# Analytic continuation "playing nice" with function composition

Suppose I have a meromorphic function $f(s)$, and a sequence of functions $g_N(t)$ that diverge to infinity, but for which the analytic continuation exists. A good example would be $g_N(t)= \sum_{n=1}^N \frac{1}{n^{0.5+it}}$, which diverges as $N \to \infty$, but which can be analytically continued to $g_\infty(t)=\zeta(0.5+it)$.

Now consider the function $f(g_N(t))$. As we increase $N$, the argument to $f$ blows up. Naively, there are two ways to do the analytic continuation:

1. First analytically continue $g_N(t)$ to $g_\infty(t)$, and then take $f(g_\infty(t))$

2. Analytically continue $f(g_N(t))$ all at once

In other words, for the second approach, we define a new family of functions $(f \circ g)_N(t)$, which has a different limit than the analytic continuation of $f(g_\infty(t))$.

Am I correct that this shows that analytic continuation and function composition do not play nice with one another? Is there a general theory of when the two approaches will agree?

For example, look at $f(t) = \frac{1}{t}$. Then as $N$ blows up, $f(g_N(t)) \to 0$, so the composition is the zero function. On the other hand, the analytic continuation $g_\infty(t)$ need.not be strictly positive at all, or could even be zero at points, leading to poles.

• I don't get what you're asking here. What is $g_\infty$ ? You call it an analytical continuation, but a continuation of what function? Your notation suggests that you are not asking about analytic continuation, but about sequences of analytic function that converge (in what sense?) to an analytic function which is something very different. Note for instance, that in your example $g_N$ converges to $g_\infty$ uniformly on compact subsets of $\{(-i)(z-0.5) \mid \mathfrak{Re}(z)>1\}=\{w \mid \mathfrak{Im}(w)<-0.5\}$. Feb 4, 2018 at 19:33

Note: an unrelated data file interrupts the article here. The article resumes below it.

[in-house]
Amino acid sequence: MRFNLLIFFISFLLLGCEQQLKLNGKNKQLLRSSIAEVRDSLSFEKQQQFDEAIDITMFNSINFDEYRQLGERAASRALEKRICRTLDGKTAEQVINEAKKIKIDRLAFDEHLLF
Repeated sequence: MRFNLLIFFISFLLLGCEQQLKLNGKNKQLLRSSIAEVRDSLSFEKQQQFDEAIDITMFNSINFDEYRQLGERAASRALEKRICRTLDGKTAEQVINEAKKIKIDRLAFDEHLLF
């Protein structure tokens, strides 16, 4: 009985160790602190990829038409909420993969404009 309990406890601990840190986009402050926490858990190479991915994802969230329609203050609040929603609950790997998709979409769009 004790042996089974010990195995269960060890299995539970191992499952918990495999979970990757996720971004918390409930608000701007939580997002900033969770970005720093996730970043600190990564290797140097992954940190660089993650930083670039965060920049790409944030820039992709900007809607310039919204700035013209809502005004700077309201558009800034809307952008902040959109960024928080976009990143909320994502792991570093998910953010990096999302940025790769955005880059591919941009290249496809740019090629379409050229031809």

• So for a better example of what I'm talking about, consider the function $F\{G(t) \cdot \zeta_N(s+it)\}(\omega)$, where $F$ is the Fourier transform, $G$ is a Gaussian function with mean 0 and std. 1, and $\zeta_N$ is the "incomplete zeta function" which is only summed up to $N$. For any finite $N$, this is a well-defined Fourier transform, and since we are multiplying by the Gaussian we don't even need to worry about tempered distributions. (continued) Feb 4, 2018 at 19:41
• For $N=\infty$, this series only converges if $s>1$ - otherwise it does not, and hence the Fourier transform is not defined. However, we can still use the analytic continuation to get a function for $\zeta(0.5+it)$, and hence for $F\{G(t) \cdot \zeta_N(s+it)\}(\omega)$. Feb 4, 2018 at 19:41
• That doesn't make your question any clearer. What exactly are you asking here? What exactly are the assumptions you're making? For example: What is the domain of all these functions? Your post as well as your comments suggest that you work with $t\in\mathbb{R}$ which of course if not sufficient (at least not without some further clarification) to talk about holomorphic functions. You need some open subset $\Omega\subseteq\mathbb{C}$ or something similar to talk about holomorphic functions. Feb 4, 2018 at 19:48